Eye For Film >> Movies >> The Holding (2011) Film Review
Reviewed by: Anton Bitel
"Everyone has secrets," declares young Amy (Maisie Lloyd). The secret of her 16-year-old sister Hannah (Skye Lourie) is that she was being sexually abused by her father Dean before his unannounced departure from the family home. The secret of their mother Cassie (Kierston Wareing) is that, one night eight months ago, she killed and buried Dean, aided by old farmhand Cooper (David Bradley). And Amy's secret: she witnessed this violent event from her bedroom window.
And so the three Naylor women live in tight-lipped, guilt-tinged dysfunction, while Cassie struggles daily to keep her family together and their small cattle farm afloat. As neighbour Karsten (Terry Stone) and his son Noah (Jake Curran) beleaguer Cassie with offers to take over the debt-ridden Naylor holding, along comes a stranger named Aden (Vincent Regan), claiming to be an old friend of Dean's, insinuating himself into Cassie's farm and family life, and harbouring a few secrets of his own.
Susan Jacobson's feature debut is a thriller whose sparse, if beautifully shot, rural settings become the stage for a clash of genders. If the three women in the Naylor holding contrast sharply with the two men from next door who keep making unwelcome attempts to encroach (whether by marriage, threat or force), then new arrival Dean is a conspicuously masculine presence in this otherwise all-female home, taking to his new role (alpha cock in neglected henhouse) with alarming relish.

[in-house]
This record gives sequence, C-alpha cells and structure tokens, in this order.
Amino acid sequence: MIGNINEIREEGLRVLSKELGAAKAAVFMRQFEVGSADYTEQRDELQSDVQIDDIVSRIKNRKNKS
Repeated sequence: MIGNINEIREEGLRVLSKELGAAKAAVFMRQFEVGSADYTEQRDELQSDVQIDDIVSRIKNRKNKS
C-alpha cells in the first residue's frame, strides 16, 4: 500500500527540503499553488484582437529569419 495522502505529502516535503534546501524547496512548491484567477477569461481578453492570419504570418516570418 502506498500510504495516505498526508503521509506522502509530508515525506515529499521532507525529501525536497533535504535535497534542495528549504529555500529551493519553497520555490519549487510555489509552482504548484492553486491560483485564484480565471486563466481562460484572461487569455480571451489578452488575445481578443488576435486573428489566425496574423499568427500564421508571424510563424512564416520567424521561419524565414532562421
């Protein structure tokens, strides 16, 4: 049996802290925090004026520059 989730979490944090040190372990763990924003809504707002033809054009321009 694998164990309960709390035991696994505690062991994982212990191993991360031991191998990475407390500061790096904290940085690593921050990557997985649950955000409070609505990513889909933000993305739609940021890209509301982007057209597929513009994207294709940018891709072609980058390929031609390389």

Amy thinks of Dean as an 'angel' sent by God, whether to protect or to avenge, and indeed he is one of those galvanising figures, familiar from films like Teorema and Visitor Q, who come to reflect, amplify and ignite the suppressed feelings of those around them. His name may be an anagram of the dead husband, and he may eventually come to mirror some of Dean's more abusive behaviour, but Aden is equally a double for Cassie in his willingness to do anything – even commit murder – in the perceived interests of the family unit.
Deeply (and literally) scarred by a legacy of errant patriarchy, Dean is a damaged parody of masculinity, a would-be father and husband whose apparent courtesy and compliance soon give way to the forceful expression of his own wayward needs. Regan plays him with such subdued, brooding menace that the eventual explosion of violence, though inevitable, still manages to surprise in its ferocity.
From there on in, once all the carefully built tensions have been released and the secrets are out, The Holding risks going the way of other 'interloper' films (Cape Fear, Fatal Attraction, Poison Ivy, Single White Female, The Hand That Rocks The Cradle, Unlawful Entry, The Temp, Coffin Rock, etc.), descending into predictable bunny-boiling (or bull-slaughtering) excess in its third act – but it is carried out with real conviction by its cast, while the focus here on sisters (and their mother) learning to do it for themselves is something new in a subgenre that more typically demonises women. Jacobson is definitely a new British talent to watch.Reviewed on: 28 Aug 2011